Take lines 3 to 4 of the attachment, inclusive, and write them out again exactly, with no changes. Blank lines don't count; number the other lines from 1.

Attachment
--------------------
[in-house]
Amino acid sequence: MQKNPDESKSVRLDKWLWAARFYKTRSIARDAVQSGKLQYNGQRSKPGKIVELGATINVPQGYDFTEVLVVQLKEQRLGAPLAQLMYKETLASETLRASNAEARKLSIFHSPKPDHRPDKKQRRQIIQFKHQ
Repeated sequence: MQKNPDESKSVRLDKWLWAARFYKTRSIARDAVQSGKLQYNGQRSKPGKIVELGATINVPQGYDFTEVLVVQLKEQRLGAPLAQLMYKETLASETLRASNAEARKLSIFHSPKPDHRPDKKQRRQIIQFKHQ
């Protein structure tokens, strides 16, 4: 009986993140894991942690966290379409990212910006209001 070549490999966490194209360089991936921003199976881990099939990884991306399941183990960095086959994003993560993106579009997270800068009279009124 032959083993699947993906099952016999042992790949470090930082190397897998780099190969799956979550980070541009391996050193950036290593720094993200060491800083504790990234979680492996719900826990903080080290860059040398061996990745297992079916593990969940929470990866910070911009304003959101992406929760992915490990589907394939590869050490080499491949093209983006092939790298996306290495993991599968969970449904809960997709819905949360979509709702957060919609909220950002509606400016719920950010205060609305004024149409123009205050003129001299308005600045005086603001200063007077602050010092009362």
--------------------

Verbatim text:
Repeated sequence: MQKNPDESKSVRLDKWLWAARFYKTRSIARDAVQSGKLQYNGQRSKPGKIVELGATINVPQGYDFTEVLVVQLKEQRLGAPLAQLMYKETLASETLRASNAEARKLSIFHSPKPDHRPDKKQRRQIIQFKHQ
């Protein structure tokens, strides 16, 4: 009986993140894991942690966290379409990212910006209001 070549490999966490194209360089991936921003199976881990099939990884991306399941183990960095086959994003993560993106579009997270800068009279009124 032959083993699947993906099952016999042992790949470090930082190397897998780099190969799956979550980070541009391996050193950036290593720094993200060491800083504790990234979680492996719900826990903080080290860059040398061996990745297992079916593990969940929470990866910070911009304003959101992406929760992915490990589907394939590869050490080499491949093209983006092939790298996306290495993991599968969970449904809960997709819905949360979509709702957060919609909220950002509606400016719920950010205060609305004024149409123009205050003129001299308005600045005086603001200063007077602050010092009362």